It’s been a busy week in Brooklyn politics. Here are some key stories you may have missed:
De Blasio likes Eric Adams’ “story.” Mayor Bill de Blasio met last week with key labor leaders—the presidents of District Council 37, the Hotel Trades Council and 32BJ SEIU—to discuss the race to replace him, and to voice concern about the impact of “a Bloomberg-like type that would undo or would regress the city back 10, 12 years,” Politico New York reports.
The Mayor didn’t endorse any of the many Democrats seeking his job in the June primary, but one source told Politico that de Blasio “said he liked Eric’s story,” referring to Brooklyn Borough President and mayoral candidate Eric Adams. He also offered measured support for Maya Wiley, his former attorney in City Hall, but expressed skepticism about her chances of winning the primary. The labor leaders told the mayor they have not decided who to endorse and are unlikely to unite behind one candidate.
Maya Wiley: the crisis candidate. In a new profile in New York Magazine, mayoral candidate Maya Wiley tries to make the case that she can be a better progressive leader than de Blasio, her former boss. At the age of nine, the profile recounts, Wiley and her brother watched their father tragically drown in the Chesapeake Bay after the dock he was walking on collapsed.
That experience is one of many that has informed her thinking about the post-pandemic city: “When I think of 24,000 families who could not touch or hold their loved ones,” she told New York, “I think of how I could not touch my father or feel him hold me ever again.”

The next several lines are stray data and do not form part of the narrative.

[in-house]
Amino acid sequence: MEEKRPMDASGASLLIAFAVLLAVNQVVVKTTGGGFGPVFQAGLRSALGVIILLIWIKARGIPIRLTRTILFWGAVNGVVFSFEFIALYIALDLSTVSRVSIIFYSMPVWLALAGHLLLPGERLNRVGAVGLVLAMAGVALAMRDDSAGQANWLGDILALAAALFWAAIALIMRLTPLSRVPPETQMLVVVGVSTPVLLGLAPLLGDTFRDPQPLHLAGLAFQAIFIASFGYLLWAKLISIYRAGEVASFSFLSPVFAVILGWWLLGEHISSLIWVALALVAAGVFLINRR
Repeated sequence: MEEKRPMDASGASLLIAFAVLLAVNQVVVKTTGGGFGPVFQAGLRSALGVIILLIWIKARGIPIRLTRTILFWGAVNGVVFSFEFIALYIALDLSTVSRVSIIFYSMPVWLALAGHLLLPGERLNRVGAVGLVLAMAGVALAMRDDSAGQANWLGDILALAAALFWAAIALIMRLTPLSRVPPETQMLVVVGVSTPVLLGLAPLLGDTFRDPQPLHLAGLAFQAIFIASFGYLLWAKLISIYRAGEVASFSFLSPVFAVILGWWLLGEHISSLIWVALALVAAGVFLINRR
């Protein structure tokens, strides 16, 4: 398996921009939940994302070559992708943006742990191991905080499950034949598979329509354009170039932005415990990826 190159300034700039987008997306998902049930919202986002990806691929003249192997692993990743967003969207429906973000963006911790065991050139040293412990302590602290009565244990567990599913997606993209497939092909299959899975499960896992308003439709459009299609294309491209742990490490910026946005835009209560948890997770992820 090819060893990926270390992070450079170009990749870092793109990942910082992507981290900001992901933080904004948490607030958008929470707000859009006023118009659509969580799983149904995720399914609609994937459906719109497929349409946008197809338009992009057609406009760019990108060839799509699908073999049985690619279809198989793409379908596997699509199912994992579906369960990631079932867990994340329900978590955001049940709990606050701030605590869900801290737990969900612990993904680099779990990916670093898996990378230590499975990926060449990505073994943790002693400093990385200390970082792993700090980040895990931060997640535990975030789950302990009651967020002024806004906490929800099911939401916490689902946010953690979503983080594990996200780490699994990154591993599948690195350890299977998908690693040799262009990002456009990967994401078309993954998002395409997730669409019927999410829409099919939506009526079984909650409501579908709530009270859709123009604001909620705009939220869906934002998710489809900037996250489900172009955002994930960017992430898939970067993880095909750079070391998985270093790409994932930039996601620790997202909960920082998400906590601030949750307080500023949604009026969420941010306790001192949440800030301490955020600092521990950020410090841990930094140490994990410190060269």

Cornegy misused his office for BP run, complaint alleges. A complaint alleges Council Member Robert Cornegy improperly used his office to jumpstart his Brooklyn Borough President, The City reports, by asking staffers for donations and to work for free on his run. The complaint was filed by a fired former employee, and has been pending for the last year with the City Council’s HR and Equal Employment Opportunity offices.
NYPD reformer’s City Council campaign gets support from fellow officers. A Gothamist analysis of financial disclosure forms by Lieutenant Edwin Raymond, an NYPD whistleblower now running to represent Flatbush in the City Council, shows 141 donations to Raymond’s campaign from 132 active NYPD members, more than any other Council candidate this election cycle. “There are thousands of justice-minded officers who are simply afraid” to speak up, Raymond told Gothamist.
Salazar has harsh words for Cuomo. In an interview with Jacobin, State Senator Julia Salazar, who represents parts of north Brooklyn, criticized Governor Andrew Cuomo’s handling of the COVID-19 crisis, his “power grab” at the start of the pandemic, and his resistance to raising taxes the rich. “It is dangerous for Gov. Cuomo to continue to be the most powerful person in our state,” Salazar told the magazine.